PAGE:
The traditional view of the concept of unlawfulness (Unrecht) as studied through that of law (Recht) derives from a passive definition of not-lawfulness (Nicht-Recht).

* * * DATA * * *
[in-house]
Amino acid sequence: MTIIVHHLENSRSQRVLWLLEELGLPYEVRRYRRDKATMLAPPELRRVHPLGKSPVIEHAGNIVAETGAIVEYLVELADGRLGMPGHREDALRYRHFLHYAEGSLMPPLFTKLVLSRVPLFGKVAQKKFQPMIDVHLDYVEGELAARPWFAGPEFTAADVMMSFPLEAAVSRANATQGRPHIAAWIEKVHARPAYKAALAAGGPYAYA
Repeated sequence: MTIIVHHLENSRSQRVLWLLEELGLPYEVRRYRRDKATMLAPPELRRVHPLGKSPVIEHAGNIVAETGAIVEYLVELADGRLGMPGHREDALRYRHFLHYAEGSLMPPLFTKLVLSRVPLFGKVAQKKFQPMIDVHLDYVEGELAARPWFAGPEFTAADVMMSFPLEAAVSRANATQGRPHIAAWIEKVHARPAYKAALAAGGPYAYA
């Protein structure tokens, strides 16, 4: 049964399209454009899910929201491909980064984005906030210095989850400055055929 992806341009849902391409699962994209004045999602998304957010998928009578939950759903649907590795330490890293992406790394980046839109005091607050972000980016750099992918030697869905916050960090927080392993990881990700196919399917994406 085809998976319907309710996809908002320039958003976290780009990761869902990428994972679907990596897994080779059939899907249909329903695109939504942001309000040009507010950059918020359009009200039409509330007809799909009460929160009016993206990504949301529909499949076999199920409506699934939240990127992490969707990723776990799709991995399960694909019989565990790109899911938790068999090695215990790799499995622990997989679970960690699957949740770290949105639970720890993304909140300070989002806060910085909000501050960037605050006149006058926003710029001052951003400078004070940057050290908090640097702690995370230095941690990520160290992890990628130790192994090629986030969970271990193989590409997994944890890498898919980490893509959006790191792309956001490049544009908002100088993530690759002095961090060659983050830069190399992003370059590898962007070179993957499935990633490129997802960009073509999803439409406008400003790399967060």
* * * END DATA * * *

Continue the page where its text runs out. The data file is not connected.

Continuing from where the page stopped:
“Iniuria ex eo dicta est, quod non iure fiat (Digesta.47.10.1pr).” Contrarily, it has also been said that, “Was nicht verboten ist, ist erlaubt” (“Wallensteins Lager” by Schiller). This, however, seems rather a tautology. At the very least, not-lawfulness alone does not adequately reflect that which is wrong and unjust. In other words, it broadly includes illegal conducts that are neither wrong nor unjust. This is problematic in a time of active legislation, especially in criminal law. Therefore, this paper attempts to shed light on the active side of unlawfulness itself. First, achievements and problems are examined from an overview of traditional theories. Then, following the argument about the distinction between illegality and unlawfulness, the present paper will draw a distinction between passive disturbance of legal interests and active wrongdoing.